Dalton's career has had some promising moments. It's also been marred by some pretty awful Bengals teams. But if there's one thing he's proven during his nine seasons and 133 starts, it's that he can make all the throws and efficiently operate a game plan.

That's exactly what the Bears need in 2020 and beyond. Dalton will turn 33 next season and still has several good seasons left in his arm. He'd represent more than just competition for Trubisky; he'd be a legitimate starting quality quarterback Chicago can add on the cheap who can become the leader of the offense for several seasons. 

Trading for Dalton has few, if any, risks. His $17 million cap hit in 2020 is below market value for a starter and he has just one deal remaining on his contract. If he stinks, the Bears can move on with no consequence. But if he turns his career around and has a Ryan Tannehill-like resurgence with the Bears, they'll control his rights and be able to re-sign him to a lucrative contract extension.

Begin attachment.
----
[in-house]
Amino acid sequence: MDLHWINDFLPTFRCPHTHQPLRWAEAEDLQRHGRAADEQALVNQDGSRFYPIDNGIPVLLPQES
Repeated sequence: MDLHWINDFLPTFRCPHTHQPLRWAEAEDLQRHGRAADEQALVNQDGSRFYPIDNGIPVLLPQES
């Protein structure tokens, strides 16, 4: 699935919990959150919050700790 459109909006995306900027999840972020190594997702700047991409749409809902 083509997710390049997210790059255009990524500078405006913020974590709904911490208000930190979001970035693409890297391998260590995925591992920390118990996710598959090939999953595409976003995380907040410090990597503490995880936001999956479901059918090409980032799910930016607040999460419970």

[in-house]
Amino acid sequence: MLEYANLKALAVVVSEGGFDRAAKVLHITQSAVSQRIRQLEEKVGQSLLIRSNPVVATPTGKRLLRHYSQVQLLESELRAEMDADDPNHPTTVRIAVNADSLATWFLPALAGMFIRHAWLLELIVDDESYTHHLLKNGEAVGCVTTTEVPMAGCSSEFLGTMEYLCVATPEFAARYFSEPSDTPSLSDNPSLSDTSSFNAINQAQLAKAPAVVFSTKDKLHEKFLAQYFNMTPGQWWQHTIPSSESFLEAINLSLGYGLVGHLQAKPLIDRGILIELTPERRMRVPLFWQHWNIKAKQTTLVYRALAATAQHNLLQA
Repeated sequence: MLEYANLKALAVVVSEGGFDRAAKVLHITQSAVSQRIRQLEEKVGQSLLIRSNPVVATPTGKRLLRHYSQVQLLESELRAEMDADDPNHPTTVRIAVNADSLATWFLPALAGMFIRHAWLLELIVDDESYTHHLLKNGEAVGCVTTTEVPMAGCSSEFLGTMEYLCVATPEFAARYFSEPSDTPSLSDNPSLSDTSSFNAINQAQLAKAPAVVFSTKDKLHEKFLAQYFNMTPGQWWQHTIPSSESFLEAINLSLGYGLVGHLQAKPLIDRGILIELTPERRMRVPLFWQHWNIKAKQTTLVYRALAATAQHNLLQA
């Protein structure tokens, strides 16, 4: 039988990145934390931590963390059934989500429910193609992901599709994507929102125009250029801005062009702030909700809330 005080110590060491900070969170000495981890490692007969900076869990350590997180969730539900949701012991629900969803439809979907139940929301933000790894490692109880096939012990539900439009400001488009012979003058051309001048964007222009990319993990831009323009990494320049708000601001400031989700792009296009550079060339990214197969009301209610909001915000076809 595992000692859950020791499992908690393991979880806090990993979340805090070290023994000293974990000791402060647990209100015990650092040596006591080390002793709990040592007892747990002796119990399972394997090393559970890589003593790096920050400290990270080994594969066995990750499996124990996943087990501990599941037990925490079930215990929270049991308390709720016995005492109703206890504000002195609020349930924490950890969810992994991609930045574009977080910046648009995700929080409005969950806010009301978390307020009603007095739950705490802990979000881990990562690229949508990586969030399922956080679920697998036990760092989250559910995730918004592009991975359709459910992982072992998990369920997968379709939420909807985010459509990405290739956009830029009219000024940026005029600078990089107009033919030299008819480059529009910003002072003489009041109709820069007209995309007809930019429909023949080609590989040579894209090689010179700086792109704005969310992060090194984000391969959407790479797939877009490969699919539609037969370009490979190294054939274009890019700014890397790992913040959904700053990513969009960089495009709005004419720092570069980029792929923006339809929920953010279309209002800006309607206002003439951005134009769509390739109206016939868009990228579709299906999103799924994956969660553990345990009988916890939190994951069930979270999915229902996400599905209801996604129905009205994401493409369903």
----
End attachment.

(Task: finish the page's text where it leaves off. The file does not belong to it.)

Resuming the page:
Dalton checks all the boxes. He won't cost much to acquire, he won't cost much against the salary cap, he has experience playing good football under the Bears' current offensive coordinator, and his history of production suggests he'd be an upgrade over Trubisky. The only thing left to do is actually trade for him, and that'll require Pace setting aside his ego and doing what's best for this team. 

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Boomer Esiason says Bears would be perfect fit for Andy Dalton

Boomer Esiason says Bears would be perfect fit for Andy Dalton

The Cincinnati Bengals are going to draft LSU quarterback Joe Burrow with the first overall pick in April's 2020 NFL Draft. There's no debate about that. Instead, the drama surrounding Cincinnati's quarterback situation is about what will happen to the team's incumbent starter, Andy Dalton.